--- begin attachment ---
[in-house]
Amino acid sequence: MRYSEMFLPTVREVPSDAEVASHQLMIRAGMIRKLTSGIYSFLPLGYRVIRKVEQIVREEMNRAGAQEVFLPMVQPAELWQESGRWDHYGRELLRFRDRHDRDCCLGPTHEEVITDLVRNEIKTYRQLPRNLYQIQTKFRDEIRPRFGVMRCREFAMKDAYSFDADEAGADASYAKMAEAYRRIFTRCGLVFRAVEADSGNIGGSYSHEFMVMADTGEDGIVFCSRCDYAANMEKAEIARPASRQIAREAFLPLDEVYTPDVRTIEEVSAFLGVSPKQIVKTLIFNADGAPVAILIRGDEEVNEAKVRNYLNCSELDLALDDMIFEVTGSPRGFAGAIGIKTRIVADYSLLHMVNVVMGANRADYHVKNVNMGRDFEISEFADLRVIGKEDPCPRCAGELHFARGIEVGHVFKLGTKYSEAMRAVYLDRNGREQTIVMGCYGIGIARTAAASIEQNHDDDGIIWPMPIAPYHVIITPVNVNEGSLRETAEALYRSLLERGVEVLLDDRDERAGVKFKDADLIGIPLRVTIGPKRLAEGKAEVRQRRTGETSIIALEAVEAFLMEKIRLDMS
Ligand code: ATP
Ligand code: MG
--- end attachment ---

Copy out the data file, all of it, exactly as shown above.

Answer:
[in-house]
Amino acid sequence: MRYSEMFLPTVREVPSDAEVASHQLMIRAGMIRKLTSGIYSFLPLGYRVIRKVEQIVREEMNRAGAQEVFLPMVQPAELWQESGRWDHYGRELLRFRDRHDRDCCLGPTHEEVITDLVRNEIKTYRQLPRNLYQIQTKFRDEIRPRFGVMRCREFAMKDAYSFDADEAGADASYAKMAEAYRRIFTRCGLVFRAVEADSGNIGGSYSHEFMVMADTGEDGIVFCSRCDYAANMEKAEIARPASRQIAREAFLPLDEVYTPDVRTIEEVSAFLGVSPKQIVKTLIFNADGAPVAILIRGDEEVNEAKVRNYLNCSELDLALDDMIFEVTGSPRGFAGAIGIKTRIVADYSLLHMVNVVMGANRADYHVKNVNMGRDFEISEFADLRVIGKEDPCPRCAGELHFARGIEVGHVFKLGTKYSEAMRAVYLDRNGREQTIVMGCYGIGIARTAAASIEQNHDDDGIIWPMPIAPYHVIITPVNVNEGSLRETAEALYRSLLERGVEVLLDDRDERAGVKFKDADLIGIPLRVTIGPKRLAEGKAEVRQRRTGETSIIALEAVEAFLMEKIRLDMS
Ligand code: ATP
Ligand code: MG